8:00 am: Amelia’s first visit is to see Ms. A., a 62-year-old woman who has been living with HIV for the past 25 years. Ms. A. was referred to Amelia by her caseworker, who noticed signs of depression and anxiety following a recent hospital admission. For the first 30 minutes of the visit, Amelia provides counseling to Ms. A. using cognitive behavioral therapy techniques, which aim to help her reframe negative thought patterns and begin to change ineffective coping mechanisms. After her patient has had the opportunity to express her feelings openly, Amelia shifts the visit to focus on specific symptoms she and Ms. A’s doctors have been closely monitoring. The home care visit is a vital way to keep doctors updated on a patient’s condition as many patients feel certain symptoms are either not important enough to call their doctors or nurses about.

The last 15 minutes of Amelia’s visit with her patient focuses on goal setting and educating the patient about her recommendations for whatever issue they had been discussing. In addition to patient-centered goal setting, Amelia also adds her own suggestions, such as taking a walk around the neighborhood with the home health aide for exercise and stress relief, calling an old friend, or taking time to sit down with a good book. “Many of my depressed patients are in need of more joy in their lives. It may seem overly simple but with the right frame of mind, escaping into a novel or a hobby can have noticeable effect on someone’s mood.” To close the visit, Amelia reviews a list of important symptoms to report to her nurse or doctor with Ms. A. Establishing good communication between patient, nurse, and doctor helps prevent hospitalizations by addressing issues at the earliest appearance. Ms. A. tearfully hugs Amelia at the end of most visits and thanks her for her support. The authentic relationship established between clinician and patient after weeks or months of working together cannot be understated.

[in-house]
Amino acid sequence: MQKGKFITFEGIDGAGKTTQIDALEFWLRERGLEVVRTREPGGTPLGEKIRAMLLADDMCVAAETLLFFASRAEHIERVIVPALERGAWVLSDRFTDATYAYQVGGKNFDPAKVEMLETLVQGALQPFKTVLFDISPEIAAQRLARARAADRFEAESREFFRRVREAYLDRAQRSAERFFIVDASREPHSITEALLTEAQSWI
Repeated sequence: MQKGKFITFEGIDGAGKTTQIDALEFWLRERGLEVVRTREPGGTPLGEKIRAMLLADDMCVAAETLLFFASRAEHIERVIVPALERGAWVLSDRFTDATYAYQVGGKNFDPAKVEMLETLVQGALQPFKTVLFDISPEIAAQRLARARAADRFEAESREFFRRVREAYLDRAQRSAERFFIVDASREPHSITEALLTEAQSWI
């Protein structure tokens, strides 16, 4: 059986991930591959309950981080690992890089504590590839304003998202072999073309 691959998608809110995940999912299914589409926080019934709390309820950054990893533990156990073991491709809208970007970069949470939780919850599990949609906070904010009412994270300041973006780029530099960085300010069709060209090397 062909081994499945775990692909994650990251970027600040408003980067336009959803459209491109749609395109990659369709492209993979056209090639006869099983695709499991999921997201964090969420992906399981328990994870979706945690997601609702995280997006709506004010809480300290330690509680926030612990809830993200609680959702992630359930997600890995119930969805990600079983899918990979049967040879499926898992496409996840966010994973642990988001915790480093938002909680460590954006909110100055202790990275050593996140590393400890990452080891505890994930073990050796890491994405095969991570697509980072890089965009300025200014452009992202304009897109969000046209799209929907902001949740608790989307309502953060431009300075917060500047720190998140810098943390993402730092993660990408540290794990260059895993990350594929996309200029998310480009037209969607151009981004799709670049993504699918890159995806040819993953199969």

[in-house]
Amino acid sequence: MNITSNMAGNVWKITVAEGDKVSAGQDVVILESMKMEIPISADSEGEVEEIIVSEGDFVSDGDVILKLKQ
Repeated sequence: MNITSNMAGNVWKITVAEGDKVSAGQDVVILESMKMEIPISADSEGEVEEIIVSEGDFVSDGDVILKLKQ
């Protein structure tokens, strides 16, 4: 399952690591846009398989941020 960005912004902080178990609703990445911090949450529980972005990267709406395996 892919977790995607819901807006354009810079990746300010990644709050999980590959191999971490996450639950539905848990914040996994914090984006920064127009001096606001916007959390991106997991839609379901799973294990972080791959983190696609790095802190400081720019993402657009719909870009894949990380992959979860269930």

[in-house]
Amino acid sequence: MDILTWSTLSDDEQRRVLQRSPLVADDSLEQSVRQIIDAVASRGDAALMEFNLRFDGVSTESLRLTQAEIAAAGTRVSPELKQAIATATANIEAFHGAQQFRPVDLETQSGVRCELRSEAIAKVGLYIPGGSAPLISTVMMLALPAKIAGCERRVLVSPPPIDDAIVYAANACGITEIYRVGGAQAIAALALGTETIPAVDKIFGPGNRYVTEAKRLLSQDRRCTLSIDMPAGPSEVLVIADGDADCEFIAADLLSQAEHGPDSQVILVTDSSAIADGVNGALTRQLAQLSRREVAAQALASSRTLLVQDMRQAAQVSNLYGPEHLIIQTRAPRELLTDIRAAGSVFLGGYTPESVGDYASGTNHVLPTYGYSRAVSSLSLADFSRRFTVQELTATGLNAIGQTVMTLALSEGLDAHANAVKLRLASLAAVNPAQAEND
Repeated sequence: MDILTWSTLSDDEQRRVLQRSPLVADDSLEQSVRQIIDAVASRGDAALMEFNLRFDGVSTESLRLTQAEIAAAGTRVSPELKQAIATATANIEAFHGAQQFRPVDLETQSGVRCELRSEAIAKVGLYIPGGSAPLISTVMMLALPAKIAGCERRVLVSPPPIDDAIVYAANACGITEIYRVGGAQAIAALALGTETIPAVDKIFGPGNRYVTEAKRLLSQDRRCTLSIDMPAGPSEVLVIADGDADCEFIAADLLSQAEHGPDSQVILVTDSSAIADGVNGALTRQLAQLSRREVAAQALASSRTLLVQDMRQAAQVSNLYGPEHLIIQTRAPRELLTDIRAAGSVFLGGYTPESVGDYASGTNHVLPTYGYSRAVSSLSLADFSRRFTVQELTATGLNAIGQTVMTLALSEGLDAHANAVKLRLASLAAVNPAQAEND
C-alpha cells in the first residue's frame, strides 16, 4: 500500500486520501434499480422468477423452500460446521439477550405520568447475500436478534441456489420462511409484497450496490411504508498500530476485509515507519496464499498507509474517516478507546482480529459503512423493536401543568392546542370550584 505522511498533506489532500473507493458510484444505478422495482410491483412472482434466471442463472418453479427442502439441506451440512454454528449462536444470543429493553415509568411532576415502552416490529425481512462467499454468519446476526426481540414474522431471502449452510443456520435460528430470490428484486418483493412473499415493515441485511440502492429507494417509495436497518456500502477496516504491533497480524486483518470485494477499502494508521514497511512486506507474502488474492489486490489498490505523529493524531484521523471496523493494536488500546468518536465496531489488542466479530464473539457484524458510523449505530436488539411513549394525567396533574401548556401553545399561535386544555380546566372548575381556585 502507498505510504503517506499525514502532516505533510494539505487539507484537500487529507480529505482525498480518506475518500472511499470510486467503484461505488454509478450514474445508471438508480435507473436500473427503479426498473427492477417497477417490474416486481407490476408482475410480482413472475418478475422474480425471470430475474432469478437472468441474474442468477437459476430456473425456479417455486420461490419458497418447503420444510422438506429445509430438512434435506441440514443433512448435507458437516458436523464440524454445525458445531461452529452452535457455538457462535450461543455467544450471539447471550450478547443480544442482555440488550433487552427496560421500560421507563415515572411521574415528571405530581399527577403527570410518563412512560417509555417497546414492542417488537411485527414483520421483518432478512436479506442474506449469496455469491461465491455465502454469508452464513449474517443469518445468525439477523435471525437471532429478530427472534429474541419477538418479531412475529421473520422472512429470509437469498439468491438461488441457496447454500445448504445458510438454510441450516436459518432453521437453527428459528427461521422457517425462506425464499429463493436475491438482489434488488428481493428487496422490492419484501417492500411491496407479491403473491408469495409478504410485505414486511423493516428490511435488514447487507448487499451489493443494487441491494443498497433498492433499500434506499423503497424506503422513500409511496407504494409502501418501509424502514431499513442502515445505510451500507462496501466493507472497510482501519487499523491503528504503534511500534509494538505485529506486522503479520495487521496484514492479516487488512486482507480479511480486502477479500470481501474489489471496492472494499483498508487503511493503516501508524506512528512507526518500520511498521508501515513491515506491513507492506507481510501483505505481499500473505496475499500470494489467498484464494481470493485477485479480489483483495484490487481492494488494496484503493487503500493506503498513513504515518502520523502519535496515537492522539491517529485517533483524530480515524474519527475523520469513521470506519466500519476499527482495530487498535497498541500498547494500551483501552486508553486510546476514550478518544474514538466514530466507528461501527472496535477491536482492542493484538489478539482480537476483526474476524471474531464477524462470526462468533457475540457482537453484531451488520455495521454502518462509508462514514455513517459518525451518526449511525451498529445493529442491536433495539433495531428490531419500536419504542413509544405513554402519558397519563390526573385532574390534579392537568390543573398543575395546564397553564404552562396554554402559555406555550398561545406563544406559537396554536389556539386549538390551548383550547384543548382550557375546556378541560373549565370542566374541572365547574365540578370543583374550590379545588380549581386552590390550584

Back in her car and mobile office, Amelia checks voicemails and e-mails from other clinicians and patients. Between every visit, arise that require careful coordination. It is often said in the office that being in the patient’s home is the easy part, meaning the real work is often done by clinicians behind the scenes. The case management aspect of home care nursing can drive the stress level up in this specialty.